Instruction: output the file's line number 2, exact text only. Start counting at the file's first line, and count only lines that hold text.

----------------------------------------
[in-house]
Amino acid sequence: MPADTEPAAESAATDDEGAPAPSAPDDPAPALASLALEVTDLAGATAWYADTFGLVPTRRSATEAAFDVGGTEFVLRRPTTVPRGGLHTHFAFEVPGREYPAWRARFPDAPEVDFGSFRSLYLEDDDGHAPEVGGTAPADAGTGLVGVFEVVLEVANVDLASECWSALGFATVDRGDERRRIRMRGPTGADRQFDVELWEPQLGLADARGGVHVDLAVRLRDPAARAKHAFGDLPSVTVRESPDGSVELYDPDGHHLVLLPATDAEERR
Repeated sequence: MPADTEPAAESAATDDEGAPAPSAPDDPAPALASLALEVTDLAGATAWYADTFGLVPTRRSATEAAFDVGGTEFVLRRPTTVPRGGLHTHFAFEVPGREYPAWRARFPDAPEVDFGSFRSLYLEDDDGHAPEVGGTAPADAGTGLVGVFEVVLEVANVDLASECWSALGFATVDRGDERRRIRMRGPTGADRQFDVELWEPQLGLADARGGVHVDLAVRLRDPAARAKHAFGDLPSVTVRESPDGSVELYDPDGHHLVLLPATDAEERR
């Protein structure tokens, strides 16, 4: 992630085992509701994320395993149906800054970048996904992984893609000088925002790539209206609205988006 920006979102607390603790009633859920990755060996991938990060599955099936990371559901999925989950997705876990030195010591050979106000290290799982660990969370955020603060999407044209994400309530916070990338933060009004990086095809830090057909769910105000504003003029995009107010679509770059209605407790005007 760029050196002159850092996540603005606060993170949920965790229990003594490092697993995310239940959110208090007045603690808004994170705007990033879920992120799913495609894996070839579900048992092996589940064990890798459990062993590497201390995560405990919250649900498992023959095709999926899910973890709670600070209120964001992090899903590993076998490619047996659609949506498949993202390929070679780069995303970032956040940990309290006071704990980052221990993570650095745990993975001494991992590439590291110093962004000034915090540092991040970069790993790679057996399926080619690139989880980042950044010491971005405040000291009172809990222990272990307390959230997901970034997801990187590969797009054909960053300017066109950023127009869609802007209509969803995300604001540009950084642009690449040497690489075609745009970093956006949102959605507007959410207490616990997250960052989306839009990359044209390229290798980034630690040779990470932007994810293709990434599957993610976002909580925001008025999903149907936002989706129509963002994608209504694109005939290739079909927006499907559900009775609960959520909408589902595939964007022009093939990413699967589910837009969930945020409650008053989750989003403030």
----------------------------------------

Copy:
Amino acid sequence: MPADTEPAAESAATDDEGAPAPSAPDDPAPALASLALEVTDLAGATAWYADTFGLVPTRRSATEAAFDVGGTEFVLRRPTTVPRGGLHTHFAFEVPGREYPAWRARFPDAPEVDFGSFRSLYLEDDDGHAPEVGGTAPADAGTGLVGVFEVVLEVANVDLASECWSALGFATVDRGDERRRIRMRGPTGADRQFDVELWEPQLGLADARGGVHVDLAVRLRDPAARAKHAFGDLPSVTVRESPDGSVELYDPDGHHLVLLPATDAEERR